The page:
The city of Melbourne, Australia is particularly known for its amazing coffee and bustling art scene. Those are just two of the many reasons I chose to study abroad here in spring. In an attempt to capitalize on the plethora of accessible film and theater in Melbourne, I took the tram to the fine arts campus of the University of Melbourne and attended the play The Wild Duck.
While many drama students may be familiar with Norwegian playwright Henrik Ibsen’s 1884 play, the version that premiered at the Malthouse Theatre in Melbourne this March was something completely innovative. This has everything to do with Simon Stone, an Australian film and theater writer/director, who is famous for his brilliant reinventions of classic works.
The 27-year-old Stone achieves this feat by setting older plays in a modern context, or, as Stone himself says: “I take the same subject matter and reflect on it for the new world.”
The Wild Duck links together the themes of family, lies, cheating and death. In this modern version, Stone boils the (originally much larger) cast down to six characters, allowing the audience more time to draw conclusions about each. The play begins when the main character, Gregers, returns home for his father Hakon’s wedding (to his much younger secretary, whom we never see in the play). There is much tension between father and son: Greger’s mother killed herself after discovering her husband’s many marital indiscretions.
In town, Gregers reconnects with his childhood friend Hjalmar, despite a massive falling out between the two families 18 years before. We also meet Hjalmar’s wife, Gina, precocious teenage daughter, Hedvig and his alcoholic father, Old Ekdal. Almost as soon as all six characters are introduced, everything in their lives begins to unravel. After Gregers learns about an affair his father and Gina had years ago, his confession of the truth triggers a set of events that end in destruction and death.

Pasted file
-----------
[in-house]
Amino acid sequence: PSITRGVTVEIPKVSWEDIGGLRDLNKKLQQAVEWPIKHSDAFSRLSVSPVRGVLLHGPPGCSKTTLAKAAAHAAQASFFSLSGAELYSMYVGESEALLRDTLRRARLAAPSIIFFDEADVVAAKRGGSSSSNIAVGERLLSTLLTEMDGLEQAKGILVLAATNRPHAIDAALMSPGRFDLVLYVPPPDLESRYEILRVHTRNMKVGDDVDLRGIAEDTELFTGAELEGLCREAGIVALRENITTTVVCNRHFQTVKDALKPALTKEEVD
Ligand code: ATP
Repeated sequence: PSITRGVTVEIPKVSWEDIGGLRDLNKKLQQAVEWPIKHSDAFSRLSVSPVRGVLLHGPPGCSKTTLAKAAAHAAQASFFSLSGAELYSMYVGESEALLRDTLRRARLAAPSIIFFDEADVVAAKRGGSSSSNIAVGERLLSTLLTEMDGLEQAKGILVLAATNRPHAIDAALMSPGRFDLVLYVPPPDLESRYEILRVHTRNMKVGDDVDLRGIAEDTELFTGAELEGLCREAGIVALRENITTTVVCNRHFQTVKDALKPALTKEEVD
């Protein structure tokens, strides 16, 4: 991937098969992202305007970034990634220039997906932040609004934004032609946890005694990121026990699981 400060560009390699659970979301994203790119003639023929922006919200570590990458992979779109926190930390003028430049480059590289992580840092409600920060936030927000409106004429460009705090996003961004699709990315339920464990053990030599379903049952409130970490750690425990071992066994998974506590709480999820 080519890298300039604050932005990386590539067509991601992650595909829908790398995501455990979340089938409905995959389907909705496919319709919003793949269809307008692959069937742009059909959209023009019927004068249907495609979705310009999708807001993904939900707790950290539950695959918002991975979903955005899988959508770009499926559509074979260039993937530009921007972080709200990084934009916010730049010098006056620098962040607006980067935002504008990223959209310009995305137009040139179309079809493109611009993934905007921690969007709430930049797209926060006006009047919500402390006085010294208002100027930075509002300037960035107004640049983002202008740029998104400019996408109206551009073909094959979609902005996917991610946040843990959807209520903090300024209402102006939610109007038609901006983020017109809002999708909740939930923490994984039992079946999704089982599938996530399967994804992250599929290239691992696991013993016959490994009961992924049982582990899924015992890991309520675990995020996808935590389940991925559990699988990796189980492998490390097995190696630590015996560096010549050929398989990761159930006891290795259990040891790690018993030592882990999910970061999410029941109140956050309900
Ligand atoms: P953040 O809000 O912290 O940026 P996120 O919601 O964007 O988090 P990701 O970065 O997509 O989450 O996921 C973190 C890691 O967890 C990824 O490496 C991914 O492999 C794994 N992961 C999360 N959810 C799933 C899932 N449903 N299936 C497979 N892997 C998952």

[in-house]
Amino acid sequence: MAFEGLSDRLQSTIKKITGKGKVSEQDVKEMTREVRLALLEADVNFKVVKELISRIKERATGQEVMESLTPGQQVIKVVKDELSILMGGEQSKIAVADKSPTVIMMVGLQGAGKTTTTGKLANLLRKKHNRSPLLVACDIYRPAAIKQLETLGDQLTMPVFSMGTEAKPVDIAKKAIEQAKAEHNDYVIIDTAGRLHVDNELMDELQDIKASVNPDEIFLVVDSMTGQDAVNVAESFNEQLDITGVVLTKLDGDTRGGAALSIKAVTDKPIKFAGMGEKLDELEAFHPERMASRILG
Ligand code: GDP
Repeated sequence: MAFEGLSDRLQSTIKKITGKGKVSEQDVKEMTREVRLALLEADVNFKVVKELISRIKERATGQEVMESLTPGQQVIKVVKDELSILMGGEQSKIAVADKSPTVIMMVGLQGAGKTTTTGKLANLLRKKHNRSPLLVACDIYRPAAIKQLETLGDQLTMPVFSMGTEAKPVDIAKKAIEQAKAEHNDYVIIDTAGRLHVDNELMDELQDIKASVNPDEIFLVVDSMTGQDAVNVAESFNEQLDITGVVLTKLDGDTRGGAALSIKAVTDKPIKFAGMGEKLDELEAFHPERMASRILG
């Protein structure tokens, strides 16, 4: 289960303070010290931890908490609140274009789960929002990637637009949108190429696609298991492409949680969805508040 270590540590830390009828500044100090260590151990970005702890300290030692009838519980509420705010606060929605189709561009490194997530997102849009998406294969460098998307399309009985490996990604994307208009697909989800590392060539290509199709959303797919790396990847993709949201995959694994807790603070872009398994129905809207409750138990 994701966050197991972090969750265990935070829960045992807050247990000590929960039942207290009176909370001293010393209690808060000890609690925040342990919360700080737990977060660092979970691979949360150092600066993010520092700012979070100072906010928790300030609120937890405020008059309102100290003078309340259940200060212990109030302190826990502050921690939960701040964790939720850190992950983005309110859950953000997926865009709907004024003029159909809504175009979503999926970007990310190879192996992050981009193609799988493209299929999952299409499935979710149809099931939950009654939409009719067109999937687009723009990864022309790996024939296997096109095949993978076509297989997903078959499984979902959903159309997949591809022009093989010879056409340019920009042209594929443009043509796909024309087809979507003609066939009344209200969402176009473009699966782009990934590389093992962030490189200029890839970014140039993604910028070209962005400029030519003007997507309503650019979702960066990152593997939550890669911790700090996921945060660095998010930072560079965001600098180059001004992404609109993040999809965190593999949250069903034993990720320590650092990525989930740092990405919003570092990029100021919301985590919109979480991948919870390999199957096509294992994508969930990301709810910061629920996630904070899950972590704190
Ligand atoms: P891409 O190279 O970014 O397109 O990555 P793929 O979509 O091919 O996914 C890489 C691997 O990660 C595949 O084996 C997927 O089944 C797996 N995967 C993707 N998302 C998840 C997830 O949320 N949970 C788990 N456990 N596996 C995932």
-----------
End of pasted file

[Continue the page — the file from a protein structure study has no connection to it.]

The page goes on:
The play’s staging is also completely reworked in this version. While the plot takes place over a period of six days, the characters wear the same clothes virtually the whole time. Also, there are absolutely no pieces of furniture on stage and only props essential to driving the narrative forward are used. The result is a minimalism that allows deeper connection to the complex characters and leaves nothing lacking.
Because Stone grew up in Australia, he also adds some local charm to the production’s dialogue, adding in words and phrases like “heaps,” “you want a coffee?” and “how you going?” The Australian jargon spoken by Australian actors really helped ground the story in a modern, readily accessible context for the viewers.
The most original aspect of this contemporary version, however, is the “stage.” There is no typical raised-platform stage in this theatre. Instead, the audience faces a large room with dark gray carpet and tall black walls, entirely enclosed in glass. The actors enter from a door in the corner of the room and wear microphones at all times so the audience can hear every emotional utterance through the thick glass. Additionally, the reflection of the audience can vaguely be seen in the glass during the performance, with the actors behind. The result is an uneasy feeling of voyeurism, as if you are peering into the darkest moments of complete strangers’ lives.
Since premiering in Australia (first Sydney and now Melbourne), Stone’s adaptation of The Wild Duck has been met with great critical acclaim. The show picked up three 2011 Helpmann Awards and four 2011 Sydney Theatre Awards — including Best Play and Best Mainstage Production. While you might not be able to see this play yourself, keep a lookout for more works by daring theater writer/director Simon Stone and the play’s amazing Australian cast.